The second act… “He restores my soul”…references the duty and desire of the shepherd to ensure that none of the sheep had become “cast down”…in a place where they could not right themselves. As mentioned earlier, sheep would lie down and sometimes find themselves unable to regain their feet. A sheep in this predicament would likely die without the help of the shepherd. In the same way a sheep can be “cast down” and be unable to get up, so too can our souls be cast down and despairing, unable to find a way back to fellowship with God. Just a few weeks ago, we looked at a poignant example of this when we saw David’s sin with Bathsheba. He was a man floundering under the consequences of his sin. He was in despair and weary…so heartsick that he felt pain in his very bones. And what was his prayer in Ps 51? “Create in me a clean heart, O God, and renew a right spirit within me…Restore to me the joy of your salvation, and sustain me with a willing spirit.” David, in that time after his grievous sin, was a “cast sheep” unable to find his spiritual footing…and the Good Shepherd graciously restored his soul. Beloved, we have the same shepherd…one who is always on the lookout to restore us in times of great spiritual peril as well.

So, what else can we learn about our Shepherd from this magnificent psalm? The next thing mentioned is that “He guides us in the paths of righteousness for His name’s sake.”  The imagery here is readily understood by anyone familiar with keeping sheep. Because of their habitual behavior and tendency to follow the leader, sheep will tend to travel the same pathways to the same pasture until the paths become rutted and foul and the pastures become depleted and barren. It takes a wise and prepared shepherd to lead them along fresh paths to fresh pastures. Sheep must constantly be guided away from the places and paths they would habitually use, and led along new paths to where they would find sustenance and safety. In the same way, the Good Shepherd leads us along paths as well, but they are “paths of righteousness”, for our calling is to “be holy, for I (God) am holy”. Beloved, we have talked about this at great length in previous studies. We are called to be conformed to the image of Jesus Christ. In this psalm, we see that the Good Shepherd leads us along the paths that will bring this to pass… paths that lead us to personal righteousness and holiness. They are pathways defined and discussed in many other passages of scripture… pathways of  ”examining ourselves”…of ”praying without ceasing”… of ”letting the Word of Christ dwell within us richly”… of “being anxious for nothing, but in everything by prayer and supplication with thanksgiving letting our requests be made known to God.”…of  ”loving God with all our heart, soul, mind, and strength; and our neighbor as ourselves”…of  ”pressing on toward the goal for the prize of the upward call of God in Christ Jesus”. These are but a few of the “paths of righteousness” along which the Good Shepherd would guide us and accompany us.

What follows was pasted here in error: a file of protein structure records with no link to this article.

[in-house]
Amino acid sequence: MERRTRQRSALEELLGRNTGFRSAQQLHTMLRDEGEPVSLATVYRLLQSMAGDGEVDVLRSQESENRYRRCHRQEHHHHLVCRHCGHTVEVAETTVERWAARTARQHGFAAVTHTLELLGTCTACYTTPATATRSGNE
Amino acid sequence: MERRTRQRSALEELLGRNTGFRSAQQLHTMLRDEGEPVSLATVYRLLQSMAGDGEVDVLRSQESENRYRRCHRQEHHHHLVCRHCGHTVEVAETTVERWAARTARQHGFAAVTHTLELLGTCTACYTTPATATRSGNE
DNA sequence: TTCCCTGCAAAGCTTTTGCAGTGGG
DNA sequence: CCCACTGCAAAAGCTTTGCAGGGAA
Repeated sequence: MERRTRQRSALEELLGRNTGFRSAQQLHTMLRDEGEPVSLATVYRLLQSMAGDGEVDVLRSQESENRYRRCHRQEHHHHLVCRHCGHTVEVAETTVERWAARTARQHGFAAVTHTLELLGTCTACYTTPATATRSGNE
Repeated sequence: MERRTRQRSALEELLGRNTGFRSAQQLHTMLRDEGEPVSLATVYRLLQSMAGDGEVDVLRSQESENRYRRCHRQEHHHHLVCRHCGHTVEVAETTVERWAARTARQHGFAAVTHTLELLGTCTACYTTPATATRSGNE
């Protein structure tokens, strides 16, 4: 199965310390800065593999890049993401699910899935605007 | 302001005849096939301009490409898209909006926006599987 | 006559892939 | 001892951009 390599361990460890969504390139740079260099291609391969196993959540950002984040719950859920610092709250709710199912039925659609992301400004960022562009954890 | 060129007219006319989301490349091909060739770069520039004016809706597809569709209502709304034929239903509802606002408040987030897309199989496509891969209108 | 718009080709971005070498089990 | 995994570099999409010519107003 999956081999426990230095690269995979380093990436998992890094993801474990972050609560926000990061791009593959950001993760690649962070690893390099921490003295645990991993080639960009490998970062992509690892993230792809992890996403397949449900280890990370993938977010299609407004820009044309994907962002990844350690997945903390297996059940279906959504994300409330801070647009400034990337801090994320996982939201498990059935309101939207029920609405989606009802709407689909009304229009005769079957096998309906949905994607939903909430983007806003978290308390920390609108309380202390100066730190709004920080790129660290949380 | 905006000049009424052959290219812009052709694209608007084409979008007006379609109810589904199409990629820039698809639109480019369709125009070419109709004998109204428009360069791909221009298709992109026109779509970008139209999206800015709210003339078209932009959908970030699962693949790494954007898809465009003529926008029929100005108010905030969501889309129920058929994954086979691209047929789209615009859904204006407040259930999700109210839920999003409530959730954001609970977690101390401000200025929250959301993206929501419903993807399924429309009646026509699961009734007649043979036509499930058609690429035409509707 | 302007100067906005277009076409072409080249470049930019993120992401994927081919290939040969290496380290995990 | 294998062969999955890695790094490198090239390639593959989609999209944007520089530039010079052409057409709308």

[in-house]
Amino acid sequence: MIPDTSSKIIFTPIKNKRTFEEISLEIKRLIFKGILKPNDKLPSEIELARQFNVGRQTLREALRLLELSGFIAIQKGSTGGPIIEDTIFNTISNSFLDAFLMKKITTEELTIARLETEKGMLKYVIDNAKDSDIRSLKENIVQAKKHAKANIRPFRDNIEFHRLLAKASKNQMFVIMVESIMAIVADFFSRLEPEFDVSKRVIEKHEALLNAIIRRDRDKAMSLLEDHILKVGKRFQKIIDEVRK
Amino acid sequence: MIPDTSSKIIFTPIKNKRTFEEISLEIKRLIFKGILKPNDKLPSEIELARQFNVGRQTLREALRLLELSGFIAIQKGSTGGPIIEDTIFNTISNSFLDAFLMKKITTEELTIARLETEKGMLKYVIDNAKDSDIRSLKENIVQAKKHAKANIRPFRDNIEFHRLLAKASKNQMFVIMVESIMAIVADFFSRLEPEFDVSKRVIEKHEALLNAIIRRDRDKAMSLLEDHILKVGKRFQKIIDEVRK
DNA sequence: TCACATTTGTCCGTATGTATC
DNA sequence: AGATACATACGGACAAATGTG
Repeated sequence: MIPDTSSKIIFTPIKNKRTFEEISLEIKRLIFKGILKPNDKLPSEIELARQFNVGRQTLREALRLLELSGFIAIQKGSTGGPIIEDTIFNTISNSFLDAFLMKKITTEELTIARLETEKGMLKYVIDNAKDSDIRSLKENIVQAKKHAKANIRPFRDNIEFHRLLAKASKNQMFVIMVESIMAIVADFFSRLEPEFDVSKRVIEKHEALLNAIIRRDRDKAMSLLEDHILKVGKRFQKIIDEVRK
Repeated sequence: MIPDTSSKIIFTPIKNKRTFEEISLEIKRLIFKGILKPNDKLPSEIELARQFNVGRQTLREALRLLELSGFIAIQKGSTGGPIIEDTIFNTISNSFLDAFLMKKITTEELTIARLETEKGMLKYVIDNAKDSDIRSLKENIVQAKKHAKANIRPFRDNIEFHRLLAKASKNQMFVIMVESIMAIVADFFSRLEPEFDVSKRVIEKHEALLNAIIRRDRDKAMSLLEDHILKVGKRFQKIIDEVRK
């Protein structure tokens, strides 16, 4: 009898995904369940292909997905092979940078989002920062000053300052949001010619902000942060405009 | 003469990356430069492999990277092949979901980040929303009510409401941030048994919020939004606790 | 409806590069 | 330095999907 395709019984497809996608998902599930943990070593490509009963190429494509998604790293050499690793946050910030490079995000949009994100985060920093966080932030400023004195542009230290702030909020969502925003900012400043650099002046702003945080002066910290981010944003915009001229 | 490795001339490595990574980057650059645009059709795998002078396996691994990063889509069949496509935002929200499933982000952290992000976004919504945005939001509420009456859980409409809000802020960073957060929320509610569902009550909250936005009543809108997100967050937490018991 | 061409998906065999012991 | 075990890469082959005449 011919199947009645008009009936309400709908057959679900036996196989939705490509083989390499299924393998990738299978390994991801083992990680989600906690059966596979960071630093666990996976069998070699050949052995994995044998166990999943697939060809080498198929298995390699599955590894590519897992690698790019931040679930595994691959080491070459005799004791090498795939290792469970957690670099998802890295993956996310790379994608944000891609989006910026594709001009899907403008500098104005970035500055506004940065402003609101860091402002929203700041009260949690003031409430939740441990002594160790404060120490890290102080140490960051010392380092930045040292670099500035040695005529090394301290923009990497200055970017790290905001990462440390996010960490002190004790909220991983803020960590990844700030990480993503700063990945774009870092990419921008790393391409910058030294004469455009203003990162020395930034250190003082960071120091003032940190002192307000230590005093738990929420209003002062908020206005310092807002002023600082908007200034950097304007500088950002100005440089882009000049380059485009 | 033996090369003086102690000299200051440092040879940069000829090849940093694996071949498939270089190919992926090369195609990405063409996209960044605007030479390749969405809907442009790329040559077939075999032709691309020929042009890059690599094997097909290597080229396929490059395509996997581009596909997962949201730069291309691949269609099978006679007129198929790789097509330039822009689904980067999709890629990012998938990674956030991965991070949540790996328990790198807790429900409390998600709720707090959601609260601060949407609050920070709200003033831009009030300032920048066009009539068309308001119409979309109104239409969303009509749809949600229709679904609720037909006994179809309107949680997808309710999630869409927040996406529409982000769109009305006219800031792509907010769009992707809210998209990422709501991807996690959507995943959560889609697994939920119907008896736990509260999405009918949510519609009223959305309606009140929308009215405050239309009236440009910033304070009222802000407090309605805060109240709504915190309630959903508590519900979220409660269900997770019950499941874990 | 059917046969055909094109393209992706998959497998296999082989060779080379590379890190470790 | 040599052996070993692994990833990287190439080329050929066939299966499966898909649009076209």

And take note that the verse goes on to say, “for His names sake” Not only do these “paths of righteousness” lead to our becoming holy and Christ-like… in that “becoming”, our Lord is honored and glorified. We have the ability to either bring honor or dishonor to Jesus’ name depending upon the pathways on which we choose to walk…We have the inconceivable opportunity, through our behavior and action,  to influence the way the world around us sees our Lord,  the Good Shepherd, the very God of heaven and earth.

Well, we seem to be coming to the end of our time together this evening, and there is no way to finish our study of Psalm 23 in the time remaining, so we will plan on finishing our study of Psalm 23 next week, and then on to  John 10 the following week, where we will hopefully gain even more insight into our relationship with Jesus, the “Good Shepherd. Until then, let us have thankful hearts for His grace and care for us, the sheep of His pasture. And let us remember and pray for those who have yet to experience the joy of life under His care.

Let us pray.